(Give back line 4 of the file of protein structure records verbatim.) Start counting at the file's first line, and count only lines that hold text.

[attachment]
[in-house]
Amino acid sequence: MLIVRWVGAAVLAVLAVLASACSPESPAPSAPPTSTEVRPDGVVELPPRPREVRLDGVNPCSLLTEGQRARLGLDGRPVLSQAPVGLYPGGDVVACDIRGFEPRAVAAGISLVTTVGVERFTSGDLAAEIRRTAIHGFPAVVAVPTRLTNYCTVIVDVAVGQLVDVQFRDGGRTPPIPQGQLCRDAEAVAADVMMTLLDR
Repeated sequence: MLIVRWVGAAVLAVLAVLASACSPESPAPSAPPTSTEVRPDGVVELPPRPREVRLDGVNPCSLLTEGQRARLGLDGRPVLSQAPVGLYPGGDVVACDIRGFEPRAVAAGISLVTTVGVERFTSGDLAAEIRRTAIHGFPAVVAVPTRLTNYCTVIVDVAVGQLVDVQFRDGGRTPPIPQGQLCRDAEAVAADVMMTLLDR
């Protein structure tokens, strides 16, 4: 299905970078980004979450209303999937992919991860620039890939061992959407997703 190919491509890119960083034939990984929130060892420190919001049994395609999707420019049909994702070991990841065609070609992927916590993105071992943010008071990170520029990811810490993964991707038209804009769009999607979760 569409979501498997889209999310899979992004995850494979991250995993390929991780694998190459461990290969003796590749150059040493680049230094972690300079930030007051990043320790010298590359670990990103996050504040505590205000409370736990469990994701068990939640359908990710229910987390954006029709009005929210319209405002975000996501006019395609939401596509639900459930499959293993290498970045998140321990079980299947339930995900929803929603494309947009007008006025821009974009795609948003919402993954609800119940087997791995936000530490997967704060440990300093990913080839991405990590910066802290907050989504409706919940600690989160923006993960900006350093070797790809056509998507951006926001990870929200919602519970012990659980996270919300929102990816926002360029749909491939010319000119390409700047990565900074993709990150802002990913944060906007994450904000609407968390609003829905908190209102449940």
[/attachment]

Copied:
């Protein structure tokens, strides 16, 4: 299905970078980004979450209303999937992919991860620039890939061992959407997703 190919491509890119960083034939990984929130060892420190919001049994395609999707420019049909994702070991990841065609070609992927916590993105071992943010008071990170520029990811810490993964991707038209804009769009999607979760 569409979501498997889209999310899979992004995850494979991250995993390929991780694998190459461990290969003796590749150059040493680049230094972690300079930030007051990043320790010298590359670990990103996050504040505590205000409370736990469990994701068990939640359908990710229910987390954006029709009005929210319209405002975000996501006019395609939401596509639900459930499959293993290498970045998140321990079980299947339930995900929803929603494309947009007008006025821009974009795609948003919402993954609800119940087997791995936000530490997967704060440990300093990913080839991405990590910066802290907050989504409706919940600690989160923006993960900006350093070797790809056509998507951006926001990870929200919602519970012990659980996270919300929102990816926002360029749909491939010319000119390409700047990565900074993709990150802002990913944060906007994450904000609407968390609003829905908190209102449940």